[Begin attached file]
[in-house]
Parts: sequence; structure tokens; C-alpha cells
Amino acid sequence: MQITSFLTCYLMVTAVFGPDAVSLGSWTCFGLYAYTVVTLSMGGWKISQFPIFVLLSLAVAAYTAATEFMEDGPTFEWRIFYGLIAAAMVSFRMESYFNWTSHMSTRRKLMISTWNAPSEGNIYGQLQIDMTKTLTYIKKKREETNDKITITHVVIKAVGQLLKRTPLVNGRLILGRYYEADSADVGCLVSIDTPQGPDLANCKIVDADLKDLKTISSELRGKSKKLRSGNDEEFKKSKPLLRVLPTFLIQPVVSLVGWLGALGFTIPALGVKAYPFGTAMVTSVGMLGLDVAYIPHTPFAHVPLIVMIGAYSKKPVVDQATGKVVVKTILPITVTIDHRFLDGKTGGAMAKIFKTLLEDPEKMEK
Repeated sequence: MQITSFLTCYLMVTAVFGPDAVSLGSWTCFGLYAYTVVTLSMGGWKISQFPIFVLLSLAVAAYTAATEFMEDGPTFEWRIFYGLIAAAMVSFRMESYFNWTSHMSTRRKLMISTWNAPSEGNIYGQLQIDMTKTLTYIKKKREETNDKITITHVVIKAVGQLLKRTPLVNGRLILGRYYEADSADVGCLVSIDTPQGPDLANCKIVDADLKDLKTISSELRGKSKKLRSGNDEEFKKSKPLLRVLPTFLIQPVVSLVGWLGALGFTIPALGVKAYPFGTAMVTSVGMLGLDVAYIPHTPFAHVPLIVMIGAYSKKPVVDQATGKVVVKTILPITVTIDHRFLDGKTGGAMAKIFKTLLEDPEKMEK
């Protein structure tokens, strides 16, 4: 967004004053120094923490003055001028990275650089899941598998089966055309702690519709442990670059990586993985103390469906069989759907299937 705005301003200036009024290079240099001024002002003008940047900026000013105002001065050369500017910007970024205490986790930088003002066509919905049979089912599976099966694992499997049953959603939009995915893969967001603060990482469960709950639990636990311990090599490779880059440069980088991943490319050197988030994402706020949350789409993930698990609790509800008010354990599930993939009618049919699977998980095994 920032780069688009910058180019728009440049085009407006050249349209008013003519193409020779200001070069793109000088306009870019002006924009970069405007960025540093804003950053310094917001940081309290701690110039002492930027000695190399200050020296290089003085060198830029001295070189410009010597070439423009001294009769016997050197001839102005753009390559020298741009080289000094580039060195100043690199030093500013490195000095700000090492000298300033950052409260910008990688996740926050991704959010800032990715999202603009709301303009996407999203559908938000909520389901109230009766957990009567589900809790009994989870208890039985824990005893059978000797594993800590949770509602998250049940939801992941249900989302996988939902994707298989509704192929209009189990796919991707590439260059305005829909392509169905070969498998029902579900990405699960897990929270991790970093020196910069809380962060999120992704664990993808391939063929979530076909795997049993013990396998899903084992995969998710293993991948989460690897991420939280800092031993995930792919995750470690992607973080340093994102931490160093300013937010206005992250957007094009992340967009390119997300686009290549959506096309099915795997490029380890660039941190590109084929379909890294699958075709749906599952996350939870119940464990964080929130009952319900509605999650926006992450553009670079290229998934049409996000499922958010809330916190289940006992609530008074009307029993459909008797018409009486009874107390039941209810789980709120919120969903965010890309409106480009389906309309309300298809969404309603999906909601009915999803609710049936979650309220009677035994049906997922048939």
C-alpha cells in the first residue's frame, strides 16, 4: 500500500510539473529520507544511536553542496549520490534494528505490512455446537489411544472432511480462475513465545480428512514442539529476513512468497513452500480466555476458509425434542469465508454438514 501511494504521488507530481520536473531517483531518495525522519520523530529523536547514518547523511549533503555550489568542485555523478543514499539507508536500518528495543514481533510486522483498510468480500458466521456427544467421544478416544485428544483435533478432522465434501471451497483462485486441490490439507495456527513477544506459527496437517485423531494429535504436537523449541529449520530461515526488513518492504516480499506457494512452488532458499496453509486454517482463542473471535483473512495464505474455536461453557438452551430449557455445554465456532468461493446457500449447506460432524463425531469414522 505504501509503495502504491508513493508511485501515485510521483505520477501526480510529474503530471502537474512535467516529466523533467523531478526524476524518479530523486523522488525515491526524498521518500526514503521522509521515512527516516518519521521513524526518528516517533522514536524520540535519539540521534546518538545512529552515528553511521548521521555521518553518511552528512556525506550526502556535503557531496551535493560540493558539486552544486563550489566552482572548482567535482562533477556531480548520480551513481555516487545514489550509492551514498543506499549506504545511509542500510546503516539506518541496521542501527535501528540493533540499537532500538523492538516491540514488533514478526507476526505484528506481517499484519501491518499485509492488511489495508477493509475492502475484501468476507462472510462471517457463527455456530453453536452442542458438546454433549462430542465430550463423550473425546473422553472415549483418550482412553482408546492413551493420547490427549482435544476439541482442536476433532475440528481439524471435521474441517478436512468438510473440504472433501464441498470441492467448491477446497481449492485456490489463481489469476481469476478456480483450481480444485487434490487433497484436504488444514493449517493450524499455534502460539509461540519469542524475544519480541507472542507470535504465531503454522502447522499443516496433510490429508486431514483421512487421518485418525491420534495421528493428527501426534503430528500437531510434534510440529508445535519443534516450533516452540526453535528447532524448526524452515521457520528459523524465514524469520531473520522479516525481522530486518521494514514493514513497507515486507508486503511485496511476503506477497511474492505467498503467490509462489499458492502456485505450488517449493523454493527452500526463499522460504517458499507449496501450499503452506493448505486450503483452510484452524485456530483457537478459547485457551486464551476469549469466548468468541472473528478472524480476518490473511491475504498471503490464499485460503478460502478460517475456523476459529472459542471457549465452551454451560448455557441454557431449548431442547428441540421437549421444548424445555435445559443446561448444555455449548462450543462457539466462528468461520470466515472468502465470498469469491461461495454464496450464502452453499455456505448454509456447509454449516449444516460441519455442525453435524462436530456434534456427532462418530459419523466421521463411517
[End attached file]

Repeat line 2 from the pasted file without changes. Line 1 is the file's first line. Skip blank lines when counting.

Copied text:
Parts: sequence; structure tokens; C-alpha cells